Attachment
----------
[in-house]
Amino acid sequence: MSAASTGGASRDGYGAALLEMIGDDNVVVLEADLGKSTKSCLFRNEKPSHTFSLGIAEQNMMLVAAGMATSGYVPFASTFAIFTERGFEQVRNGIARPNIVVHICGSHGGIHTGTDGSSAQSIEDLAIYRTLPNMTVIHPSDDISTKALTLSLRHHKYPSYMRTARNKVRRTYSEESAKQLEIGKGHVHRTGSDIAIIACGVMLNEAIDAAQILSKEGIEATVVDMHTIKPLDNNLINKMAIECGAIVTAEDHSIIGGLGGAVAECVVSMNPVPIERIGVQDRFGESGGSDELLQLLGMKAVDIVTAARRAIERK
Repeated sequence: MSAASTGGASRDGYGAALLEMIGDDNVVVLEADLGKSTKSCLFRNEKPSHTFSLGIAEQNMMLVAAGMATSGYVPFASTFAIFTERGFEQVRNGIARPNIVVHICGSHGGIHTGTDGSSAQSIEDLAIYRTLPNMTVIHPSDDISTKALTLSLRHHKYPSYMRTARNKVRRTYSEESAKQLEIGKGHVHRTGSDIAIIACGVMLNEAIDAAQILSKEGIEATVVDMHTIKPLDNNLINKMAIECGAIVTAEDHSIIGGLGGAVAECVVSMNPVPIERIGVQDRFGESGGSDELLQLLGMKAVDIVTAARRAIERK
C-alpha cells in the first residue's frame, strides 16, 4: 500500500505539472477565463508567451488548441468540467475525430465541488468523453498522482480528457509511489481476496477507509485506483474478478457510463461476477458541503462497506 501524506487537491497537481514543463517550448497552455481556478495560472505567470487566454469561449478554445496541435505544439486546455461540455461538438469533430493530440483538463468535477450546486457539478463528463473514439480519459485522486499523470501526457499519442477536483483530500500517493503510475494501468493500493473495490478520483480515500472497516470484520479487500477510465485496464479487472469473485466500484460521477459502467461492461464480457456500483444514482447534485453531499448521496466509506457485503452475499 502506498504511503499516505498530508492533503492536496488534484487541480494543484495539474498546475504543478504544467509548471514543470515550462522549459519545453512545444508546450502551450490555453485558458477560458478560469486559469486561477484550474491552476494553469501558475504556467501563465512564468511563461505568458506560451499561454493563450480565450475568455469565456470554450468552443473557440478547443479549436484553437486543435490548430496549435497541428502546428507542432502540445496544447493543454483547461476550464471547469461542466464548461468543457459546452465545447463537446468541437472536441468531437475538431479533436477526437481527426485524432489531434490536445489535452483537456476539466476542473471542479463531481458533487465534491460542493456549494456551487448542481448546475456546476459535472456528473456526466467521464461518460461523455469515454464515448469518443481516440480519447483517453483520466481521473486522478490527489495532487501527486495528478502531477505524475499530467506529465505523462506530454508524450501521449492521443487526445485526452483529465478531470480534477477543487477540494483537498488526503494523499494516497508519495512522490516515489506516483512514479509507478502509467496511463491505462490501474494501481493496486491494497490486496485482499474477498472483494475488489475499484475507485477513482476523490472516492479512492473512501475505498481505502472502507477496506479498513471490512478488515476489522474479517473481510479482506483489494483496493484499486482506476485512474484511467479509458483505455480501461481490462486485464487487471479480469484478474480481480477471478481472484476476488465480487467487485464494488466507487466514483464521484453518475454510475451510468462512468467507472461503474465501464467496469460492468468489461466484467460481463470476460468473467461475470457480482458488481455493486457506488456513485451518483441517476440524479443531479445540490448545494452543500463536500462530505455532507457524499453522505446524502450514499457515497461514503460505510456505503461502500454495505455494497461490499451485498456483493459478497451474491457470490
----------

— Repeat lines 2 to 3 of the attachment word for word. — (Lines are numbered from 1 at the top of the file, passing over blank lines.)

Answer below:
Amino acid sequence: MSAASTGGASRDGYGAALLEMIGDDNVVVLEADLGKSTKSCLFRNEKPSHTFSLGIAEQNMMLVAAGMATSGYVPFASTFAIFTERGFEQVRNGIARPNIVVHICGSHGGIHTGTDGSSAQSIEDLAIYRTLPNMTVIHPSDDISTKALTLSLRHHKYPSYMRTARNKVRRTYSEESAKQLEIGKGHVHRTGSDIAIIACGVMLNEAIDAAQILSKEGIEATVVDMHTIKPLDNNLINKMAIECGAIVTAEDHSIIGGLGGAVAECVVSMNPVPIERIGVQDRFGESGGSDELLQLLGMKAVDIVTAARRAIERK
Repeated sequence: MSAASTGGASRDGYGAALLEMIGDDNVVVLEADLGKSTKSCLFRNEKPSHTFSLGIAEQNMMLVAAGMATSGYVPFASTFAIFTERGFEQVRNGIARPNIVVHICGSHGGIHTGTDGSSAQSIEDLAIYRTLPNMTVIHPSDDISTKALTLSLRHHKYPSYMRTARNKVRRTYSEESAKQLEIGKGHVHRTGSDIAIIACGVMLNEAIDAAQILSKEGIEATVVDMHTIKPLDNNLINKMAIECGAIVTAEDHSIIGGLGGAVAECVVSMNPVPIERIGVQDRFGESGGSDELLQLLGMKAVDIVTAARRAIERK